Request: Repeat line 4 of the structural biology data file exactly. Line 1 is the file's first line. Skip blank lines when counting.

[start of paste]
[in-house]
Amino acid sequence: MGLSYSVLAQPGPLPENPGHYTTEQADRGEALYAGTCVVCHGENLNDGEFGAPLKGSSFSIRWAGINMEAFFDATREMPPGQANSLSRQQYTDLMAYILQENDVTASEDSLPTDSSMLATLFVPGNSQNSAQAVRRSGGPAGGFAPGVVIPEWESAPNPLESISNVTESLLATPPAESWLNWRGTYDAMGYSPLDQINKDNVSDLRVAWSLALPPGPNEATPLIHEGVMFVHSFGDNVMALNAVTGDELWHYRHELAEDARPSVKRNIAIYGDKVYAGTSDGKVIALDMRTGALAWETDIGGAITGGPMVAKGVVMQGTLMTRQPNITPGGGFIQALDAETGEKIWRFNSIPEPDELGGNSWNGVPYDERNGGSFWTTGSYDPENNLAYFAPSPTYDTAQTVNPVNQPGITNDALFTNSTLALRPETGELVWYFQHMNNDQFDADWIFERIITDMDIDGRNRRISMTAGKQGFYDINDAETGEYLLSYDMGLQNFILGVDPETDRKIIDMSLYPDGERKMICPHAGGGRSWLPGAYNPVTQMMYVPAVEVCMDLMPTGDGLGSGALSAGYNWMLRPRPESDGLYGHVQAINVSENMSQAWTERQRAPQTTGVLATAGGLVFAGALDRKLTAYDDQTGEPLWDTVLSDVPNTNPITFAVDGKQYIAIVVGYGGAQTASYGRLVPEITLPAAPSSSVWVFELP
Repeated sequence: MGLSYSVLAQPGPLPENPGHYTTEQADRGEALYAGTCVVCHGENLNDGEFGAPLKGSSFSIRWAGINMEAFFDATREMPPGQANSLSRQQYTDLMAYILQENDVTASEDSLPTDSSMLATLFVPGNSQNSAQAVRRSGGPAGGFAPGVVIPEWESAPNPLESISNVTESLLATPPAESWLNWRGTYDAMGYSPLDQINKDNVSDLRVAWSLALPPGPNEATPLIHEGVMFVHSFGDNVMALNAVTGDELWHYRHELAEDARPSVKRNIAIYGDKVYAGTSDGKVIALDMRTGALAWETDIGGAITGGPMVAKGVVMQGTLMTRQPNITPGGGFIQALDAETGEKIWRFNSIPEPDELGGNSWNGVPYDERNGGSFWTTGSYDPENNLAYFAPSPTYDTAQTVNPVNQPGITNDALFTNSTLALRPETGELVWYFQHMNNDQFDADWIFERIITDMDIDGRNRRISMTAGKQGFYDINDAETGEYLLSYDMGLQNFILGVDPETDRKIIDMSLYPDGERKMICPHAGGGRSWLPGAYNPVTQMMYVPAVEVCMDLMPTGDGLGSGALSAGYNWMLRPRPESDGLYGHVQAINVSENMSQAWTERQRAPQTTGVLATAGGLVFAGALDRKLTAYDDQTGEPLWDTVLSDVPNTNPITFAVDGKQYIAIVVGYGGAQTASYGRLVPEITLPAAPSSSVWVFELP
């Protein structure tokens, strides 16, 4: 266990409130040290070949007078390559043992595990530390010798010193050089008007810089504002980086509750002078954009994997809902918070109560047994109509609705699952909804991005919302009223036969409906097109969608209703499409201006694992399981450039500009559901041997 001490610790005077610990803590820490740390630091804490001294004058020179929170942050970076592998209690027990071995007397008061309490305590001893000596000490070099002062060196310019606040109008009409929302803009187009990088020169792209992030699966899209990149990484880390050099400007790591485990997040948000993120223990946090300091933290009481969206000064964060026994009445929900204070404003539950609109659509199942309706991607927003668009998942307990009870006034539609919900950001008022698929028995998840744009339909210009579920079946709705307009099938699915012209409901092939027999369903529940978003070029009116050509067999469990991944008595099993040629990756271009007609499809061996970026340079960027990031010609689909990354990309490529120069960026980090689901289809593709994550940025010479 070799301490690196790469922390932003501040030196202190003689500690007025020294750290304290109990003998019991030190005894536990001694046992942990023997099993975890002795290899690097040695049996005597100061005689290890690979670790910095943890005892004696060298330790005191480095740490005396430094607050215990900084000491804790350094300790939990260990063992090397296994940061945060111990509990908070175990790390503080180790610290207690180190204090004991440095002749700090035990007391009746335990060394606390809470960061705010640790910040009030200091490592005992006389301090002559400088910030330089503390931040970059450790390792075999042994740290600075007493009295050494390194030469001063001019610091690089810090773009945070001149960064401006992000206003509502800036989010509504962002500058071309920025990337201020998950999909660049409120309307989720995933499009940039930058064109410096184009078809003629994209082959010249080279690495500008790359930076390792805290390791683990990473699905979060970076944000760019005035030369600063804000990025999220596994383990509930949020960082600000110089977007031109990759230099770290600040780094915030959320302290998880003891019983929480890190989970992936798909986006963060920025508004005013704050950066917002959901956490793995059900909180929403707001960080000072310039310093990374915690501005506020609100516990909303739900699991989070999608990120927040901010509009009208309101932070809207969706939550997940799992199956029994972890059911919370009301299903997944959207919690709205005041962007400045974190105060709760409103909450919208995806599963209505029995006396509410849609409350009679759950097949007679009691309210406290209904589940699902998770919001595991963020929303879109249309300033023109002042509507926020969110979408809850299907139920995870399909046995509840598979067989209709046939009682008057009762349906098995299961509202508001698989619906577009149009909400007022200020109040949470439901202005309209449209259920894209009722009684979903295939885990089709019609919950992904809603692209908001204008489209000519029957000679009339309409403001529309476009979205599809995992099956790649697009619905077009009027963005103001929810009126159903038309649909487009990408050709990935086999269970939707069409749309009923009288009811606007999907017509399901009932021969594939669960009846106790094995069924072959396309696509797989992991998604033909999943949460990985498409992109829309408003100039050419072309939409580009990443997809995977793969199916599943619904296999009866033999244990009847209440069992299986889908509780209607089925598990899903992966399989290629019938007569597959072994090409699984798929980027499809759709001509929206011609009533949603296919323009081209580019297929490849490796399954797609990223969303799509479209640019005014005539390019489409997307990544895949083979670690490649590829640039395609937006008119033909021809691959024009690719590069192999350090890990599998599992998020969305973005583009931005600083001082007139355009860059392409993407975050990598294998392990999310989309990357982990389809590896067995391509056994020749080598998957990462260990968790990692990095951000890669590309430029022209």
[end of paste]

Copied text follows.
């Protein structure tokens, strides 16, 4: 266990409130040290070949007078390559043992595990530390010798010193050089008007810089504002980086509750002078954009994997809902918070109560047994109509609705699952909804991005919302009223036969409906097109969608209703499409201006694992399981450039500009559901041997 001490610790005077610990803590820490740390630091804490001294004058020179929170942050970076592998209690027990071995007397008061309490305590001893000596000490070099002062060196310019606040109008009409929302803009187009990088020169792209992030699966899209990149990484880390050099400007790591485990997040948000993120223990946090300091933290009481969206000064964060026994009445929900204070404003539950609109659509199942309706991607927003668009998942307990009870006034539609919900950001008022698929028995998840744009339909210009579920079946709705307009099938699915012209409901092939027999369903529940978003070029009116050509067999469990991944008595099993040629990756271009007609499809061996970026340079960027990031010609689909990354990309490529120069960026980090689901289809593709994550940025010479 070799301490690196790469922390932003501040030196202190003689500690007025020294750290304290109990003998019991030190005894536990001694046992942990023997099993975890002795290899690097040695049996005597100061005689290890690979670790910095943890005892004696060298330790005191480095740490005396430094607050215990900084000491804790350094300790939990260990063992090397296994940061945060111990509990908070175990790390503080180790610290207690180190204090004991440095002749700090035990007391009746335990060394606390809470960061705010640790910040009030200091490592005992006389301090002559400088910030330089503390931040970059450790390792075999042994740290600075007493009295050494390194030469001063001019610091690089810090773009945070001149960064401006992000206003509502800036989010509504962002500058071309920025990337201020998950999909660049409120309307989720995933499009940039930058064109410096184009078809003629994209082959010249080279690495500008790359930076390792805290390791683990990473699905979060970076944000760019005035030369600063804000990025999220596994383990509930949020960082600000110089977007031109990759230099770290600040780094915030959320302290998880003891019983929480890190989970992936798909986006963060920025508004005013704050950066917002959901956490793995059900909180929403707001960080000072310039310093990374915690501005506020609100516990909303739900699991989070999608990120927040901010509009009208309101932070809207969706939550997940799992199956029994972890059911919370009301299903997944959207919690709205005041962007400045974190105060709760409103909450919208995806599963209505029995006396509410849609409350009679759950097949007679009691309210406290209904589940699902998770919001595991963020929303879109249309300033023109002042509507926020969110979408809850299907139920995870399909046995509840598979067989209709046939009682008057009762349906098995299961509202508001698989619906577009149009909400007022200020109040949470439901202005309209449209259920894209009722009684979903295939885990089709019609919950992904809603692209908001204008489209000519029957000679009339309409403001529309476009979205599809995992099956790649697009619905077009009027963005103001929810009126159903038309649909487009990408050709990935086999269970939707069409749309009923009288009811606007999907017509399901009932021969594939669960009846106790094995069924072959396309696509797989992991998604033909999943949460990985498409992109829309408003100039050419072309939409580009990443997809995977793969199916599943619904296999009866033999244990009847209440069992299986889908509780209607089925598990899903992966399989290629019938007569597959072994090409699984798929980027499809759709001509929206011609009533949603296919323009081209580019297929490849490796399954797609990223969303799509479209640019005014005539390019489409997307990544895949083979670690490649590829640039395609937006008119033909021809691959024009690719590069192999350090890990599998599992998020969305973005583009931005600083001082007139355009860059392409993407975050990598294998392990999310989309990357982990389809590896067995391509056994020749080598998957990462260990968790990692990095951000890669590309430029022209």